Biographical Sketches of Eminent American Statesmen, with Speeches, Addresses and Letters

By B. F. Perry | Go to book overview

JOHN JAY.

Ramsay, in his "History of South Carolina," says John Jay was the boast and pride of New York. Well may such a patriot, statesman, jurist, and diplomatist have been the pride and boast of any State or nation. In the course of only twenty-seven years he filled with eminent ability a seat in the Continental Congress, a seat in the New York Convention, the Chief Justiceship of the State, the Presidency of Congress, Secretary of Foreign Affairs, Minister at the Spanish Court, Plenipotentiary with Franklin, Adams, and Laurens to treat with Great Britain for the independence of the United States, Chief Justiceship of the United States, Special Embassador to England, and the Governorship of New York. He was a writer of great ability, and the author of several of the best addresses issued by the Continental Congress. But more than all this, he had neither ambition nor the love of distinction. The invaluable services rendered his country in all these varied public stations were rendered from a sense of duty; and when a high sense of duty did not demand his services, he declined all offices, and spent thirty years of the latter part of his, life as a private gentleman. The people of New York tendered him again the office of Governor, which he rejected, as duty no longer required him, in his opinion, to accept it. He declined the office of Chief Justice of the United States for the same reason when nominated a second time by President Adams. What a noble, disinterested patriot he was! No position was too humble for him when his country demanded his services in that position; and no office was exalted enough to tempt him from private life when duty did not require him to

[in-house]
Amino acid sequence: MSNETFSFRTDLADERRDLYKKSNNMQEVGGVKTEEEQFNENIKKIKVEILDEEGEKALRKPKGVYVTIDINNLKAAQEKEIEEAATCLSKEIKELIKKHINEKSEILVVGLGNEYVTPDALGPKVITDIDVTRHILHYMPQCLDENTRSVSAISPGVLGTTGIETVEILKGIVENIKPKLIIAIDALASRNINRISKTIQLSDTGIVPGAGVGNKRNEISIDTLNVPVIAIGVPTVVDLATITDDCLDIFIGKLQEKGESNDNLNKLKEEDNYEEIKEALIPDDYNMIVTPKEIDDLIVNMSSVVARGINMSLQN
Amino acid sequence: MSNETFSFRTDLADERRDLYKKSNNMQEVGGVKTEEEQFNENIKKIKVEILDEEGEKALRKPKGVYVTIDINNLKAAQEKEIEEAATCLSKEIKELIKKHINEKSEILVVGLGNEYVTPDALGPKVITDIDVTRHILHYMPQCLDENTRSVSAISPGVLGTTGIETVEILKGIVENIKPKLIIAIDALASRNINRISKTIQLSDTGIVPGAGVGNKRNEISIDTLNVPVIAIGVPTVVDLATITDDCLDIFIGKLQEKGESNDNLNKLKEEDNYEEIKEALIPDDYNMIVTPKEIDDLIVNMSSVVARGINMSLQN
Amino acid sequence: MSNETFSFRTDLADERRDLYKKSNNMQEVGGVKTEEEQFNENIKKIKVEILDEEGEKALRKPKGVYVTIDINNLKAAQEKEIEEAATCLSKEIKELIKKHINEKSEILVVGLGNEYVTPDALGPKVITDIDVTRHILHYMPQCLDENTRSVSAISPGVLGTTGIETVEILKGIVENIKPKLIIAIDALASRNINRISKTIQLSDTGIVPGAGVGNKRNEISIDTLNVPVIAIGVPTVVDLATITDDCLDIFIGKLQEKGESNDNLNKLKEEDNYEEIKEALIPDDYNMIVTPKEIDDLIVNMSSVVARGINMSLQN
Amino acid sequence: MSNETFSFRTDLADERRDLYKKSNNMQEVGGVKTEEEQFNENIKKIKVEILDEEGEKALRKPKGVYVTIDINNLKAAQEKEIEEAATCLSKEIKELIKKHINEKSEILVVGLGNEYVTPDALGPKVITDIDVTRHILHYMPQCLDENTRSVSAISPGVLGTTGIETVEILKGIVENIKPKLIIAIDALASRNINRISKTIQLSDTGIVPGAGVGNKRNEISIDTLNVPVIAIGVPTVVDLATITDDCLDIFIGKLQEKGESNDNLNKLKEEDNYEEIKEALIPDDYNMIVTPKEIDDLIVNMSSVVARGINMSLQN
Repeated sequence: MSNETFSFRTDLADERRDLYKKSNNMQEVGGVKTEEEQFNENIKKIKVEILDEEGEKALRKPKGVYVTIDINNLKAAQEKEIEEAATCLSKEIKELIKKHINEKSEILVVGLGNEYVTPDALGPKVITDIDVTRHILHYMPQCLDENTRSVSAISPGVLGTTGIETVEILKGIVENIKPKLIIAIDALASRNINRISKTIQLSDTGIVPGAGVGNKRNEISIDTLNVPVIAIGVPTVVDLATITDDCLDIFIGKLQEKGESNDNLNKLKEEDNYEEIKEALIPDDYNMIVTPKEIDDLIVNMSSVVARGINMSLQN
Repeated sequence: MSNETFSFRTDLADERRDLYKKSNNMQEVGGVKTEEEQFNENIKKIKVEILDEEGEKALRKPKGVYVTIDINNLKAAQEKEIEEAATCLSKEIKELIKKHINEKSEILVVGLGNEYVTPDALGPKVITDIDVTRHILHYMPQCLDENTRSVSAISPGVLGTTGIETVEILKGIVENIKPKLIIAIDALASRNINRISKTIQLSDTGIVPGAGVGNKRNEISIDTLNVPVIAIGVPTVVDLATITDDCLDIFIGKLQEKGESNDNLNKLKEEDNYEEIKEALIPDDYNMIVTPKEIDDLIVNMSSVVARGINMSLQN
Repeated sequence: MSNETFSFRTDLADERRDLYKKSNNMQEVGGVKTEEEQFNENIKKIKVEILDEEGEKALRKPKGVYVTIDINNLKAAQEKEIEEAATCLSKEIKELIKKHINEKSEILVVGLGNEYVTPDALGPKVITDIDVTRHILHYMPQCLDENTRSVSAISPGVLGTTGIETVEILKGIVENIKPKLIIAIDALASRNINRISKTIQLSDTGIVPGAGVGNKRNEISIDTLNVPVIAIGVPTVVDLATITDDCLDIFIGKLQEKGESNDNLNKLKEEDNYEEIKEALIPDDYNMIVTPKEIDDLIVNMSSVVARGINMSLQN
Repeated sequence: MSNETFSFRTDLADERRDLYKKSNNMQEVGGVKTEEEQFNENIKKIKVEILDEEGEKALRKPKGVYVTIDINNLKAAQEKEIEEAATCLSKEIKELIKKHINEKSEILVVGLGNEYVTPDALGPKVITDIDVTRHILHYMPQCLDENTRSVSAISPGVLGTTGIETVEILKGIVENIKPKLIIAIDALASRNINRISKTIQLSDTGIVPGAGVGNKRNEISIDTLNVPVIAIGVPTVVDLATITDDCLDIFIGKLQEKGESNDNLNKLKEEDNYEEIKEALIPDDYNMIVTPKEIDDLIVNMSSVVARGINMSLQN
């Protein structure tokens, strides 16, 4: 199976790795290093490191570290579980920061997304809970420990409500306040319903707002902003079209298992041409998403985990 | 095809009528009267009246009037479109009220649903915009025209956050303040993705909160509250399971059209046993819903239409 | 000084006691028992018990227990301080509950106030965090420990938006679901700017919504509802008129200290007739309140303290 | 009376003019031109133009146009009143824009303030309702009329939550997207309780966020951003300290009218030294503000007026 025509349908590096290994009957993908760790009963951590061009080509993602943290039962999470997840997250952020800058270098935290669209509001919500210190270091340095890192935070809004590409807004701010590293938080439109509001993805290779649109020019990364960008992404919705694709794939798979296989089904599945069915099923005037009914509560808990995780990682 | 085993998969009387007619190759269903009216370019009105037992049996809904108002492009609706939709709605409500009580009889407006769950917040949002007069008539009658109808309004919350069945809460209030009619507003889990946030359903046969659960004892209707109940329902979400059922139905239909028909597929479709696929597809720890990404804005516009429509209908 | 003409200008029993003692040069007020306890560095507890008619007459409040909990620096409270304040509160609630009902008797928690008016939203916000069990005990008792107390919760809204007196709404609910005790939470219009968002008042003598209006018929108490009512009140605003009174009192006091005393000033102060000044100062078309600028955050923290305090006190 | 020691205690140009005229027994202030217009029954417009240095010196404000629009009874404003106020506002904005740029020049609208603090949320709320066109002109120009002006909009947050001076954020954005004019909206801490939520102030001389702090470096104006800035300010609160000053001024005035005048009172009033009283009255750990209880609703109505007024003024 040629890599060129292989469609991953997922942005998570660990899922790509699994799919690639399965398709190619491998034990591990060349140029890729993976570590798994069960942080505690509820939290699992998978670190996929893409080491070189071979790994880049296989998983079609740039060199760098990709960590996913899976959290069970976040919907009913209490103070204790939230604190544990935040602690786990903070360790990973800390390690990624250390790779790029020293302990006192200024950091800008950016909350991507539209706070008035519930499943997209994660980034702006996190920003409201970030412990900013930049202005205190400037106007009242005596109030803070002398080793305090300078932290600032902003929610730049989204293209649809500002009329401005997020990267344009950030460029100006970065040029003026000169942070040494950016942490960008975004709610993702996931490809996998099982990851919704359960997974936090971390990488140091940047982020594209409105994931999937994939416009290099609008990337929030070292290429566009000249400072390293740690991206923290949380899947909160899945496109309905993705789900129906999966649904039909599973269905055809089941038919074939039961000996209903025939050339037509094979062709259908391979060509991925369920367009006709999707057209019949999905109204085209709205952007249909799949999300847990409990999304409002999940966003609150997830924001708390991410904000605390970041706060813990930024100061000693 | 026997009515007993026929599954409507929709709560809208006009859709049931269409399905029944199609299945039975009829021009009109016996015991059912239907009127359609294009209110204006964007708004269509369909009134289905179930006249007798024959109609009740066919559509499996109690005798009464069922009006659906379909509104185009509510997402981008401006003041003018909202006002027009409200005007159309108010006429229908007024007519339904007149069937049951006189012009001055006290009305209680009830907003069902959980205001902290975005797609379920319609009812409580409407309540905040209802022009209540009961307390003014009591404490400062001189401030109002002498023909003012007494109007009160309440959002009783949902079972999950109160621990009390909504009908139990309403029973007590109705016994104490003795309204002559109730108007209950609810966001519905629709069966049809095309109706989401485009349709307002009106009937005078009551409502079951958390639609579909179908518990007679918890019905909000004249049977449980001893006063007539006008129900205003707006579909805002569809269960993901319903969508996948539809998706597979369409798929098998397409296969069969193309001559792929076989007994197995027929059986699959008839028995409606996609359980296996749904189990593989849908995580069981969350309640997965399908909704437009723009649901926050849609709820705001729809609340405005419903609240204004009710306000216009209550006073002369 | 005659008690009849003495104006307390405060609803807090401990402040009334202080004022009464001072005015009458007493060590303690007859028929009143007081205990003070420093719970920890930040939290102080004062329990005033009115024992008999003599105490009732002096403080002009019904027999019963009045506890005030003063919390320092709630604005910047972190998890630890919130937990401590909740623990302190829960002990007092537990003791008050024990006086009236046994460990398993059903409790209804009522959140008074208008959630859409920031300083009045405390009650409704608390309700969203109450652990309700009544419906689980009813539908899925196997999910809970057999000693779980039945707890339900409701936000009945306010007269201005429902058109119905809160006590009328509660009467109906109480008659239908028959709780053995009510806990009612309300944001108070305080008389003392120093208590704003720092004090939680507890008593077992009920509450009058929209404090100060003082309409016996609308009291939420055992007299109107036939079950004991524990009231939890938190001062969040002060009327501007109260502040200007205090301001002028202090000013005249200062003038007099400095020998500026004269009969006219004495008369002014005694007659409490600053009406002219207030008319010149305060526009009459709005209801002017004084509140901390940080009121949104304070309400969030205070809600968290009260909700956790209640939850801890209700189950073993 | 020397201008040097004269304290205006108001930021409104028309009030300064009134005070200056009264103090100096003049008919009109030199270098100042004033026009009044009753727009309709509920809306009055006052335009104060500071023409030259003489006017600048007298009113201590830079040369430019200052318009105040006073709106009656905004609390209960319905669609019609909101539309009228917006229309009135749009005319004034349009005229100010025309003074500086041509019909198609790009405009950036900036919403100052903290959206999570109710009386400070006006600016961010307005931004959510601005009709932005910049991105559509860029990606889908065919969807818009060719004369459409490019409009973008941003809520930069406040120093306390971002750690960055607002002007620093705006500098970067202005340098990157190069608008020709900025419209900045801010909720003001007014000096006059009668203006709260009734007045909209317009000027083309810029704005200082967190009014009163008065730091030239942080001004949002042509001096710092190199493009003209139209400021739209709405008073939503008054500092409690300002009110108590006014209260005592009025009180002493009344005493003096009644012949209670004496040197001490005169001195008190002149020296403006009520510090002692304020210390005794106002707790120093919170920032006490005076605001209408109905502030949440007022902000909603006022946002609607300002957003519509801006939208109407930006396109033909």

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Biographical Sketches of Eminent American Statesmen, with Speeches, Addresses and Letters
Table of contents

Table of contents

  • Title Page i
  • P R E F a C E. v
  • Introduction vii
  • An Outline Of Governor Perry's Life. 1
  • Editorial Comments. 13
  • Action of The House of Representatives Of South Carolina. 19
  • Proceedings Of The Greenville Bar. 27
  • Proceedings in The Court of Common Pleas. Greenville, April 6th, 1887. 37
  • Fourth of July Oration. 47
  • An Address 65
  • Address - Delivered Before the Literary Societies of Erskine College, Abbeville District, S. C., on the Fifth Anniversary, Sept. 18, 1844 85
  • Speech 111
  • Speech of B. F. Perry, Of South Carolina. 145
  • Address - To the Democracy of the Fifth Congressional District in South Carolina, May 28, 1860. 153
  • Disunion. 171
  • The National Democratic Convention in Charleston, 1860. 186
  • United States Senator. 190
  • National Restoration. 191
  • Editorials - Approving of the Nomination of Governor Perry for Congress. 204
  • The Ancients and the Moderns. - A Comparison 217
  • Sketches Of Eminent American Statemen. 243
  • John Adams. 248
  • John Rutledge. 254
  • William H. 270
  • Patrick Henry. 279
  • Alexander Hamilton. 289
  • Benjamin Franklin. 308
  • William Pinkney. 329
  • Thomas Jefferson. 339
  • James Madison. 350
  • John Randolph. 382
  • John Jay. 393
  • Oliver Ellsworth. 403
  • William Smith. 410
  • Henry Laurens. 420
  • Gouverneur Morris. 428
  • William Henry Drayton. 441
  • Charles Pickney. 447
  • Arthur Middleton. 454
  • Pierce Butler. 459
  • Theophilus Parsons. 478
  • David Ramsay. 496
  • Fisher Ames. 518
  • Felix Grundy. 546
  • Edward Livingston. 555
  • Wade Hampton. 564
  • Thomas Sumter. 570
  • Colonel Benjamin Cleveland. 577
  • Colonel Benjamin Roebuck. 592
  • Letter from Dr. F. Peyre Porcher. 599
  • Letter from James P. Adams. 600
  • Letter from Col. Joseph N. Brown, an Ex-Confederate Colonel. 601
  • Extract from a Letter Written by a Gentle Man in Charleston to Gov. Perry. 602
  • Monument to Governor Perry. 608
  • Index. 611
  • Errata. 613
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